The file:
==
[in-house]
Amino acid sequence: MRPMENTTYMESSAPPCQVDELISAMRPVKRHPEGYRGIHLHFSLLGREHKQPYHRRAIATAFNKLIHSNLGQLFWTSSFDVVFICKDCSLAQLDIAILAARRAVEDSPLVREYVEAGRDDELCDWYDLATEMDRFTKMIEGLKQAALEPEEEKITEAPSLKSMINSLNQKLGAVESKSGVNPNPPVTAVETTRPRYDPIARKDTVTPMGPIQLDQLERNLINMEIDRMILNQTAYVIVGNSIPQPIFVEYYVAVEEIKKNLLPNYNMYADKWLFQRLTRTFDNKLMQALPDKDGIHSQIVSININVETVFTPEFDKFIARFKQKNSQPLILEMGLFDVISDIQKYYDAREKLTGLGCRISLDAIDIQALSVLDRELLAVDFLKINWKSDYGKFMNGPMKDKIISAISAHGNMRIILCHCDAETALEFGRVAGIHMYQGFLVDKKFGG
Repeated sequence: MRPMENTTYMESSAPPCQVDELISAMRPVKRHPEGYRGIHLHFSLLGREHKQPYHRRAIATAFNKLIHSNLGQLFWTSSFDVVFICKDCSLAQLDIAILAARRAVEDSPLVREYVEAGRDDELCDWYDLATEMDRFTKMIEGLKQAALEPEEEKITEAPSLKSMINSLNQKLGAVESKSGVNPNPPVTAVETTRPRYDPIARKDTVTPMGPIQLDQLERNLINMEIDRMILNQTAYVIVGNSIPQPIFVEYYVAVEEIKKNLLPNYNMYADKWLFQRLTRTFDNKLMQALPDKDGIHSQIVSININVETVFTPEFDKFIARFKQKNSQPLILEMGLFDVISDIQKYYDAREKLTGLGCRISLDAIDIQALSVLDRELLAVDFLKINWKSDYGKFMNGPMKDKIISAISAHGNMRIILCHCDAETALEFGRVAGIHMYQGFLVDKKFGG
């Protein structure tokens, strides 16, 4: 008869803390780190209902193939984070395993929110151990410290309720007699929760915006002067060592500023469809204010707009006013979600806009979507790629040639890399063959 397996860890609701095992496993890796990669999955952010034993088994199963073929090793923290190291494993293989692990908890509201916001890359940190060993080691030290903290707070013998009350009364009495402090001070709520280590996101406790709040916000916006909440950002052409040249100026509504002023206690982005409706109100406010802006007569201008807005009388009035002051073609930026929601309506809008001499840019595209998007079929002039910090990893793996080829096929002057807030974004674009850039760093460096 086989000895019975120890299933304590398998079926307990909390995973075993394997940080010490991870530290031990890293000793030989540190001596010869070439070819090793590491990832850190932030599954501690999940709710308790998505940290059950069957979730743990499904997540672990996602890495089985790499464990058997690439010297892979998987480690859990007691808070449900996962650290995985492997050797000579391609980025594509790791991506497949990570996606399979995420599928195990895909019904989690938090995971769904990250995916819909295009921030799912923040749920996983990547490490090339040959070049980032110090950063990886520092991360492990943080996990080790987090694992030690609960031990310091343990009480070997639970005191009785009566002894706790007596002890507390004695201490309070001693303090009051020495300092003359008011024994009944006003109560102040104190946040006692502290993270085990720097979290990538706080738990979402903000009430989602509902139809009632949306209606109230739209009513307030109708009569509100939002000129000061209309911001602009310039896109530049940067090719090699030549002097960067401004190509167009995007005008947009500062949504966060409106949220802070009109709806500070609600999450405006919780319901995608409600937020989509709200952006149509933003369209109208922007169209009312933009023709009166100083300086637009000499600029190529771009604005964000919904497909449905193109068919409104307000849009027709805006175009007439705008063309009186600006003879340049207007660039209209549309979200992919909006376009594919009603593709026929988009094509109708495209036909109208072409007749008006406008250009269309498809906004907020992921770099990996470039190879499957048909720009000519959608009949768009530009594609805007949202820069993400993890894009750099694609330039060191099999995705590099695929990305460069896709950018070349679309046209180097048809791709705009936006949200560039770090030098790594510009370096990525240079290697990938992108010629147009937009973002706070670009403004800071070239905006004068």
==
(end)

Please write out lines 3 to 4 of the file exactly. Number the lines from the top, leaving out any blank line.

Repeated sequence: MRPMENTTYMESSAPPCQVDELISAMRPVKRHPEGYRGIHLHFSLLGREHKQPYHRRAIATAFNKLIHSNLGQLFWTSSFDVVFICKDCSLAQLDIAILAARRAVEDSPLVREYVEAGRDDELCDWYDLATEMDRFTKMIEGLKQAALEPEEEKITEAPSLKSMINSLNQKLGAVESKSGVNPNPPVTAVETTRPRYDPIARKDTVTPMGPIQLDQLERNLINMEIDRMILNQTAYVIVGNSIPQPIFVEYYVAVEEIKKNLLPNYNMYADKWLFQRLTRTFDNKLMQALPDKDGIHSQIVSININVETVFTPEFDKFIARFKQKNSQPLILEMGLFDVISDIQKYYDAREKLTGLGCRISLDAIDIQALSVLDRELLAVDFLKINWKSDYGKFMNGPMKDKIISAISAHGNMRIILCHCDAETALEFGRVAGIHMYQGFLVDKKFGG
């Protein structure tokens, strides 16, 4: 008869803390780190209902193939984070395993929110151990410290309720007699929760915006002067060592500023469809204010707009006013979600806009979507790629040639890399063959 397996860890609701095992496993890796990669999955952010034993088994199963073929090793923290190291494993293989692990908890509201916001890359940190060993080691030290903290707070013998009350009364009495402090001070709520280590996101406790709040916000916006909440950002052409040249100026509504002023206690982005409706109100406010802006007569201008807005009388009035002051073609930026929601309506809008001499840019595209998007079929002039910090990893793996080829096929002057807030974004674009850039760093460096 086989000895019975120890299933304590398998079926307990909390995973075993394997940080010490991870530290031990890293000793030989540190001596010869070439070819090793590491990832850190932030599954501690999940709710308790998505940290059950069957979730743990499904997540672990996602890495089985790499464990058997690439010297892979998987480690859990007691808070449900996962650290995985492997050797000579391609980025594509790791991506497949990570996606399979995420599928195990895909019904989690938090995971769904990250995916819909295009921030799912923040749920996983990547490490090339040959070049980032110090950063990886520092991360492990943080996990080790987090694992030690609960031990310091343990009480070997639970005191009785009566002894706790007596002890507390004695201490309070001693303090009051020495300092003359008011024994009944006003109560102040104190946040006692502290993270085990720097979290990538706080738990979402903000009430989602509902139809009632949306209606109230739209009513307030109708009569509100939002000129000061209309911001602009310039896109530049940067090719090699030549002097960067401004190509167009995007005008947009500062949504966060409106949220802070009109709806500070609600999450405006919780319901995608409600937020989509709200952006149509933003369209109208922007169209009312933009023709009166100083300086637009000499600029190529771009604005964000919904497909449905193109068919409104307000849009027709805006175009007439705008063309009186600006003879340049207007660039209209549309979200992919909006376009594919009603593709026929988009094509109708495209036909109208072409007749008006406008250009269309498809906004907020992921770099990996470039190879499957048909720009000519959608009949768009530009594609805007949202820069993400993890894009750099694609330039060191099999995705590099695929990305460069896709950018070349679309046209180097048809791709705009936006949200560039770090030098790594510009370096990525240079290697990938992108010629147009937009973002706070670009403004800071070239905006004068």